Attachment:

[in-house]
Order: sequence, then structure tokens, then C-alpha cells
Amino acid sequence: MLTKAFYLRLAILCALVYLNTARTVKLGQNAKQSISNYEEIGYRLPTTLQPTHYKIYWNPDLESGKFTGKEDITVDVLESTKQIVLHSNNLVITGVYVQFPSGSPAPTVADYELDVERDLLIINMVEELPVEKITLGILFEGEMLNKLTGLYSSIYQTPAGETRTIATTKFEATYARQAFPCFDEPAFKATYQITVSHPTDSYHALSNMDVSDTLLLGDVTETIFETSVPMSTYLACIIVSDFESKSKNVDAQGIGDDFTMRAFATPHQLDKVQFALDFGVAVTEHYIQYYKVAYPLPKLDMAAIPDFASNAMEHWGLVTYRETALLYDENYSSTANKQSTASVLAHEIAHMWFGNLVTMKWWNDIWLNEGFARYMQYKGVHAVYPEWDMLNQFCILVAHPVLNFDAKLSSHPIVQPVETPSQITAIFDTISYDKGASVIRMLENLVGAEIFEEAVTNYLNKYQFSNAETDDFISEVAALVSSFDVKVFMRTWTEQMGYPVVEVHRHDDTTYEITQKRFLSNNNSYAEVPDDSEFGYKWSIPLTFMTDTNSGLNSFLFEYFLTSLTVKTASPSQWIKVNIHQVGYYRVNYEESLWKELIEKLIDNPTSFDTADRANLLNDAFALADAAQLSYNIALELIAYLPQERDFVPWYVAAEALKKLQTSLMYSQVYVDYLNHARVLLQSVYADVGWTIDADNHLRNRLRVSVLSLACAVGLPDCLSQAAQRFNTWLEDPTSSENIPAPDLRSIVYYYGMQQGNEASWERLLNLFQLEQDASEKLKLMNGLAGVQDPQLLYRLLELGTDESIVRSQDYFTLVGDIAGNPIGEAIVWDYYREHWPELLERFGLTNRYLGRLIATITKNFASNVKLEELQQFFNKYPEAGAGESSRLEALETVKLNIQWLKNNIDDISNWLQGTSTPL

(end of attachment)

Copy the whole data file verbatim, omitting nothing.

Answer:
[in-house]
Order: sequence, then structure tokens, then C-alpha cells
Amino acid sequence: MLTKAFYLRLAILCALVYLNTARTVKLGQNAKQSISNYEEIGYRLPTTLQPTHYKIYWNPDLESGKFTGKEDITVDVLESTKQIVLHSNNLVITGVYVQFPSGSPAPTVADYELDVERDLLIINMVEELPVEKITLGILFEGEMLNKLTGLYSSIYQTPAGETRTIATTKFEATYARQAFPCFDEPAFKATYQITVSHPTDSYHALSNMDVSDTLLLGDVTETIFETSVPMSTYLACIIVSDFESKSKNVDAQGIGDDFTMRAFATPHQLDKVQFALDFGVAVTEHYIQYYKVAYPLPKLDMAAIPDFASNAMEHWGLVTYRETALLYDENYSSTANKQSTASVLAHEIAHMWFGNLVTMKWWNDIWLNEGFARYMQYKGVHAVYPEWDMLNQFCILVAHPVLNFDAKLSSHPIVQPVETPSQITAIFDTISYDKGASVIRMLENLVGAEIFEEAVTNYLNKYQFSNAETDDFISEVAALVSSFDVKVFMRTWTEQMGYPVVEVHRHDDTTYEITQKRFLSNNNSYAEVPDDSEFGYKWSIPLTFMTDTNSGLNSFLFEYFLTSLTVKTASPSQWIKVNIHQVGYYRVNYEESLWKELIEKLIDNPTSFDTADRANLLNDAFALADAAQLSYNIALELIAYLPQERDFVPWYVAAEALKKLQTSLMYSQVYVDYLNHARVLLQSVYADVGWTIDADNHLRNRLRVSVLSLACAVGLPDCLSQAAQRFNTWLEDPTSSENIPAPDLRSIVYYYGMQQGNEASWERLLNLFQLEQDASEKLKLMNGLAGVQDPQLLYRLLELGTDESIVRSQDYFTLVGDIAGNPIGEAIVWDYYREHWPELLERFGLTNRYLGRLIATITKNFASNVKLEELQQFFNKYPEAGAGESSRLEALETVKLNIQWLKNNIDDISNWLQGTSTPL